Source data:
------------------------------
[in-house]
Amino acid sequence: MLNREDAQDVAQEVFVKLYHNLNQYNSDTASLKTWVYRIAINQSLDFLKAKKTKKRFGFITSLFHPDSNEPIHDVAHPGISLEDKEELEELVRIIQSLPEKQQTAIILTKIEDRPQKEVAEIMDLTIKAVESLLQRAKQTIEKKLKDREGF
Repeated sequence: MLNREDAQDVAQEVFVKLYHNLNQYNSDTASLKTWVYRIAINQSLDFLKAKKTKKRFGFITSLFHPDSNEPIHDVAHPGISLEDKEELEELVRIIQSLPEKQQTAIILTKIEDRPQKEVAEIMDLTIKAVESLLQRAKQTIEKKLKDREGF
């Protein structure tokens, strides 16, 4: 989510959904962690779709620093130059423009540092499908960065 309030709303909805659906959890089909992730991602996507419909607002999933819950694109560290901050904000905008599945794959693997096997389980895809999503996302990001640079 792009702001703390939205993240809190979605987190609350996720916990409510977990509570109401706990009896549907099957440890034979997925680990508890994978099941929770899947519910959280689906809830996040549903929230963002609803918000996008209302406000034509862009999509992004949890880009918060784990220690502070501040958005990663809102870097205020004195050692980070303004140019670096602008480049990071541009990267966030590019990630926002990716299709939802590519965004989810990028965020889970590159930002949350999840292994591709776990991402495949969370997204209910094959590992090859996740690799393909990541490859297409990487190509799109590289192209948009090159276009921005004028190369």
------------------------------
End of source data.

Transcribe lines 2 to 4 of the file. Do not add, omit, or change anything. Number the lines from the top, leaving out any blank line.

Amino acid sequence: MLNREDAQDVAQEVFVKLYHNLNQYNSDTASLKTWVYRIAINQSLDFLKAKKTKKRFGFITSLFHPDSNEPIHDVAHPGISLEDKEELEELVRIIQSLPEKQQTAIILTKIEDRPQKEVAEIMDLTIKAVESLLQRAKQTIEKKLKDREGF
Repeated sequence: MLNREDAQDVAQEVFVKLYHNLNQYNSDTASLKTWVYRIAINQSLDFLKAKKTKKRFGFITSLFHPDSNEPIHDVAHPGISLEDKEELEELVRIIQSLPEKQQTAIILTKIEDRPQKEVAEIMDLTIKAVESLLQRAKQTIEKKLKDREGF
């Protein structure tokens, strides 16, 4: 989510959904962690779709620093130059423009540092499908960065 309030709303909805659906959890089909992730991602996507419909607002999933819950694109560290901050904000905008599945794959693997096997389980895809999503996302990001640079 792009702001703390939205993240809190979605987190609350996720916990409510977990509570109401706990009896549907099957440890034979997925680990508890994978099941929770899947519910959280689906809830996040549903929230963002609803918000996008209302406000034509862009999509992004949890880009918060784990220690502070501040958005990663809102870097205020004195050692980070303004140019670096602008480049990071541009990267966030590019990630926002990716299709939802590519965004989810990028965020889970590159930002949350999840292994591709776990991402495949969370997204209910094959590992090859996740690799393909990541490859297409990487190509799109590289192209948009090159276009921005004028190369």